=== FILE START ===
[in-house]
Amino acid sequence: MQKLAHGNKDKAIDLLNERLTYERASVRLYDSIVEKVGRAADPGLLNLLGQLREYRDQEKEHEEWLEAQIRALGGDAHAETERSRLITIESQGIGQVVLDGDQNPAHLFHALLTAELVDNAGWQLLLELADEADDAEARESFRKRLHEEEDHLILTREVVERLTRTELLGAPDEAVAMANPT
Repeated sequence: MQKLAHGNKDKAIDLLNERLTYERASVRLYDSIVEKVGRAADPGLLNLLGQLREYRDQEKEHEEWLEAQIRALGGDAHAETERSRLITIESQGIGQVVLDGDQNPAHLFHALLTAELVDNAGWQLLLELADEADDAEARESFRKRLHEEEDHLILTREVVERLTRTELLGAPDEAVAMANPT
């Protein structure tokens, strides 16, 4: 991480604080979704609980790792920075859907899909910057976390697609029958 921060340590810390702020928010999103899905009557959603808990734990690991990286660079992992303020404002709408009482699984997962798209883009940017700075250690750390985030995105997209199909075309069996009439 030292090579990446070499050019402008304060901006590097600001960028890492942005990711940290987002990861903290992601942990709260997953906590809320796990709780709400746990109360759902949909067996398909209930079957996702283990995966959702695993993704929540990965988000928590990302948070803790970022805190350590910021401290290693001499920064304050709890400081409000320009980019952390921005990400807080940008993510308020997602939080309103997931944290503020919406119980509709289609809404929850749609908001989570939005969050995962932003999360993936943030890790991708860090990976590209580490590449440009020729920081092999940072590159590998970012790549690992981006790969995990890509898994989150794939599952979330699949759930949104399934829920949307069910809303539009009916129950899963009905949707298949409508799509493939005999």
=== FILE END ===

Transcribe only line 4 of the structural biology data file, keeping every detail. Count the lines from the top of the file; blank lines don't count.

């Protein structure tokens, strides 16, 4: 991480604080979704609980790792920075859907899909910057976390697609029958 921060340590810390702020928010999103899905009557959603808990734990690991990286660079992992303020404002709408009482699984997962798209883009940017700075250690750390985030995105997209199909075309069996009439 030292090579990446070499050019402008304060901006590097600001960028890492942005990711940290987002990861903290992601942990709260997953906590809320796990709780709400746990109360759902949909067996398909209930079957996702283990995966959702695993993704929540990965988000928590990302948070803790970022805190350590910021401290290693001499920064304050709890400081409000320009980019952390921005990400807080940008993510308020997602939080309103997931944290503020919406119980509709289609809404929850749609908001989570939005969050995962932003999360993936943030890790991708860090990976590209580490590449440009020729920081092999940072590159590998970012790549690992981006790969995990890509898994989150794939599952979330699949759930949104399934829920949307069910809303539009009916129950899963009905949707298949409508799509493939005999």